China’s African population declines amid slowdown, crackdown

China’s African population declines amid slowdown, crackdown

Guangzhou is believed to have the largest African population in Asia

Dreams are fading in China for African traders like Mouhamadou Moustapha Dieng, who in 2003 was among the first wave of Africans to set up homes and companies in this port city and forge trading links between China and the African continent. Young African traders who want to follow in the footsteps of Dieng’s generation complain of difficulties getting visas, police crackdowns and prejudice, which come amid rising nationalism and slowing economic growth.

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Guangzhou is believed to have the largest African population in Asia, but many are leaving as long-time traders struggle against a slowdown in the Chinese economy and increased competition from Chinese traders and the internet.

“Now the trade is almost finished,” said Dieng, 54 and from Senegal. His profits are down 40 per cent from a decade ago. In the absence of a Senegalese consulate in the city, newly arrived 20-somethings on tourist visas head directly to his office for advice on how to do business in China.


“They come with their bags, they sit down, they don’t have anywhere to sleep, they don’t have money,” said the father-of-four. “Most of them, after 10, 15 days they go back.”

Over recent decades, Chinese companies and entrepreneurs have spread out across Africa building stadiums, roads and other large projects, cultivating land, running hotels and opening restaurants. Less well-known are the thousands of Africans who live in or regularly visit the southern trading port of Guangzhou, which neighbours Hong Kong.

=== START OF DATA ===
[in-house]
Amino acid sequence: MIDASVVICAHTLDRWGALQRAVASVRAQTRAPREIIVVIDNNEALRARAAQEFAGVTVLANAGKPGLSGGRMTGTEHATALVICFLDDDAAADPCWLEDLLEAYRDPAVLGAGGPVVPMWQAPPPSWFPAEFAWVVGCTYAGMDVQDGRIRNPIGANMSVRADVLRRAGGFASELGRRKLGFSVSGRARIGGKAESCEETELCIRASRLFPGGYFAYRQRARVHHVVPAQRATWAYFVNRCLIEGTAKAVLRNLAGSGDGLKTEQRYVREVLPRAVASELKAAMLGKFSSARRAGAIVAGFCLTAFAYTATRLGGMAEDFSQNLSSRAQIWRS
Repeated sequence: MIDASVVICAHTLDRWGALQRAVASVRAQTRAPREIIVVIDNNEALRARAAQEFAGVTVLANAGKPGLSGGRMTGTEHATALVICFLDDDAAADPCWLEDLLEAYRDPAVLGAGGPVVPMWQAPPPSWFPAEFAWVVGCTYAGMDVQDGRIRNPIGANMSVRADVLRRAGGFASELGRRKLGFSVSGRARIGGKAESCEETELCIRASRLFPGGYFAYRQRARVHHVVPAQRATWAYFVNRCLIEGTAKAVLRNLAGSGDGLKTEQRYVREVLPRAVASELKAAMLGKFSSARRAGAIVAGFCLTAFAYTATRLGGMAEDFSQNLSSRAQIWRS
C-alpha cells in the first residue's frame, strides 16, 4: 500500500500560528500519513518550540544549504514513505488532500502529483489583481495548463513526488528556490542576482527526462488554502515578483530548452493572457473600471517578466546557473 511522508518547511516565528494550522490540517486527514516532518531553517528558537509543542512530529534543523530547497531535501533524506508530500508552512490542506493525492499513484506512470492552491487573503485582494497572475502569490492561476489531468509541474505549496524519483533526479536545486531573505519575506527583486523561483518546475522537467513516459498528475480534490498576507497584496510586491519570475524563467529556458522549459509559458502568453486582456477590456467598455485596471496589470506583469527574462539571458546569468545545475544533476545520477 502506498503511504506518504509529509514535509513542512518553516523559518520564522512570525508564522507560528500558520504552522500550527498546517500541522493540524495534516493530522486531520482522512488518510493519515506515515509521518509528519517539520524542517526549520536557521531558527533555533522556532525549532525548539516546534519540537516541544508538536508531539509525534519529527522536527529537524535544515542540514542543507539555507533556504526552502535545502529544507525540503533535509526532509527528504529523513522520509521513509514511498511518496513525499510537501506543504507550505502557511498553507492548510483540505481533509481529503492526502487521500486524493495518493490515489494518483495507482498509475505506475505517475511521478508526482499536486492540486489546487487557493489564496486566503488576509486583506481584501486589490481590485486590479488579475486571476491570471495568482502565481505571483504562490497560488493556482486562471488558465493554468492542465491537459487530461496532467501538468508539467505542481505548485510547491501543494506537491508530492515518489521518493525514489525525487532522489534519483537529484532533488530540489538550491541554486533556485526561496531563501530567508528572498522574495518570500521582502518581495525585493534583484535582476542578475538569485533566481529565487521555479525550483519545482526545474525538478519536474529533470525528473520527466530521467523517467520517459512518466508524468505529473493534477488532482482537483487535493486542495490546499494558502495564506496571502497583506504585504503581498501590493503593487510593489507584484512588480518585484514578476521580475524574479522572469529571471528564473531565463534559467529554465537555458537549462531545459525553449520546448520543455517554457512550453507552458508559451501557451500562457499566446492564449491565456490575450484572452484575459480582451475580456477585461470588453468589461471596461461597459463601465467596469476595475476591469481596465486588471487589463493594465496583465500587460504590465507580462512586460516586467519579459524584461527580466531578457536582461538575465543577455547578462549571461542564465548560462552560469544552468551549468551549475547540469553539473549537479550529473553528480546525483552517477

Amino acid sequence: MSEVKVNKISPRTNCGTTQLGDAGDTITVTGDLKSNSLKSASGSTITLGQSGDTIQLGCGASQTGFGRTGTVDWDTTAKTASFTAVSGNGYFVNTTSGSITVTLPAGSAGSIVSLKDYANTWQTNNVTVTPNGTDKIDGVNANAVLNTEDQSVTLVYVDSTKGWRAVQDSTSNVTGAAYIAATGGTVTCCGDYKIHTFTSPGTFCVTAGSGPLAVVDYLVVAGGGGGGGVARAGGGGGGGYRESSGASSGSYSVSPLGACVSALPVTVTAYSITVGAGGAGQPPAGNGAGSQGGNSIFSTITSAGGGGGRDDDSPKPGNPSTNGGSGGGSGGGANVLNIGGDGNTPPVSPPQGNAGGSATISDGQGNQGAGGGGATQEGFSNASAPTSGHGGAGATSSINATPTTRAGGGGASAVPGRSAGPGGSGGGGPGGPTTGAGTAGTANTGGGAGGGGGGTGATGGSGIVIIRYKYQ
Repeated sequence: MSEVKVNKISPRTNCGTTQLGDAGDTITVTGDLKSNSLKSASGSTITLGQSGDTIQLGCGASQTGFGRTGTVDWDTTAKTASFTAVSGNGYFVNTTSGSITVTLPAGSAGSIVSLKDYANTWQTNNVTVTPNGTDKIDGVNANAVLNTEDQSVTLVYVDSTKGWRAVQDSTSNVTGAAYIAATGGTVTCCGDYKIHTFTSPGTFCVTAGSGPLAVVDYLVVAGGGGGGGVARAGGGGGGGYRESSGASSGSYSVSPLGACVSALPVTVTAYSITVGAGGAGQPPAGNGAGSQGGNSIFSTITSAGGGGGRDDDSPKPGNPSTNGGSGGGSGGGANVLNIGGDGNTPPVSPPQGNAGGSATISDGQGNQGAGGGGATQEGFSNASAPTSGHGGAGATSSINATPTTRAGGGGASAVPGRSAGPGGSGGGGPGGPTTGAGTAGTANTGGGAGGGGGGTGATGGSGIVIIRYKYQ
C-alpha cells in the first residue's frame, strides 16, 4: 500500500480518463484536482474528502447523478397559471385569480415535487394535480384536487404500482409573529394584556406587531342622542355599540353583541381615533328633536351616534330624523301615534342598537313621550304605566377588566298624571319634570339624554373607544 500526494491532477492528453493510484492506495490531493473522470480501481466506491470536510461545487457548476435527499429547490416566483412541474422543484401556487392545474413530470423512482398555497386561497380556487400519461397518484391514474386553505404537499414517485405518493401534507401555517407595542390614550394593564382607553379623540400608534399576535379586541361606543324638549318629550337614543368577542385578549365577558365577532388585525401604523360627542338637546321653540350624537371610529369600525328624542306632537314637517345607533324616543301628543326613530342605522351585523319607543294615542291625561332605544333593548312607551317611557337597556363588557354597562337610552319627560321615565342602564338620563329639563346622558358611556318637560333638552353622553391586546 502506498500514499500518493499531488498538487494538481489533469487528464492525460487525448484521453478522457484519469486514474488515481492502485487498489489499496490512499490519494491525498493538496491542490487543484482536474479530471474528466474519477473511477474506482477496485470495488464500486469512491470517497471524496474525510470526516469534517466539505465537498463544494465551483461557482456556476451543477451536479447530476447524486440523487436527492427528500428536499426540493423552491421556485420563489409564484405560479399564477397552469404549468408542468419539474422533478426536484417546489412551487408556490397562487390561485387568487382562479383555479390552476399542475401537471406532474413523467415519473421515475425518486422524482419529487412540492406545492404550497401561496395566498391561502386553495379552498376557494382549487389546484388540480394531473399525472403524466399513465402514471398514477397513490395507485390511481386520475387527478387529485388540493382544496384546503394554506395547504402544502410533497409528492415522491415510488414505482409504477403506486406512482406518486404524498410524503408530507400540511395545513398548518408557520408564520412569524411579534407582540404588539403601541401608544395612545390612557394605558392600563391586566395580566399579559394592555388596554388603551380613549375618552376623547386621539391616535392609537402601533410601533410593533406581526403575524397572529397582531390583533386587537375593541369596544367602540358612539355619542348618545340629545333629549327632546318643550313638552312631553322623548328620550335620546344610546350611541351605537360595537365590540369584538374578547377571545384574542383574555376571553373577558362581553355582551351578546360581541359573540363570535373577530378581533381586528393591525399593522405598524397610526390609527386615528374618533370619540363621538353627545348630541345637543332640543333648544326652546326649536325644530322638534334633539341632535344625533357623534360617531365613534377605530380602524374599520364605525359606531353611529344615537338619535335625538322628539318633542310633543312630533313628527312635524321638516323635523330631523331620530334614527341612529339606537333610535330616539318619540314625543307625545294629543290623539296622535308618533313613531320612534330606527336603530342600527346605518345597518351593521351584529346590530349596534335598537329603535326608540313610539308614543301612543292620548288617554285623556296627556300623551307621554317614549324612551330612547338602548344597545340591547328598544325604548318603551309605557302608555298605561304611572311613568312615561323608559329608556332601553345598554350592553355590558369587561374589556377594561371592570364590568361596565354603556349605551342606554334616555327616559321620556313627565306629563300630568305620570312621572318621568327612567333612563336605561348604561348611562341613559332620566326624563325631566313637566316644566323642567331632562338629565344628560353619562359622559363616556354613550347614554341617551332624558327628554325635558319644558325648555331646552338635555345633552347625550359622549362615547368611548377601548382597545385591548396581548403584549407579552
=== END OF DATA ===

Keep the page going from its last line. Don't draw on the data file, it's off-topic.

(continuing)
Estimates of this population of residents and floating traders vary, and the police’s entry-exit administration declined to comment or offer data. The city’s vice mayor said in 2014 that there were approximately 16,000 Africans in Guangzhou, of which 4,000 were residents. Guangzhou’s population is 13.5 million.

The first African traders started arriving in Guangzhou in the late 1990s, attracted by its annual international trade fair, China’s economic boom and the ease of doing commerce in the city thanks to its wholesale markets, factories and low prices.

Guangzhou had benefited from being one of the first Chinese cities allowed to open up to business in the 1980s, giving it a head start in attracting exporters.

Now that rosy picture has faded. Traders have to compete with online companies like Alibaba that allow customers to order from their offices rather than going to markets. They also have more competition from Chinese, like Dieng’s former employee who started her own business targeting his clients after picking up the Senegalese language Wolof.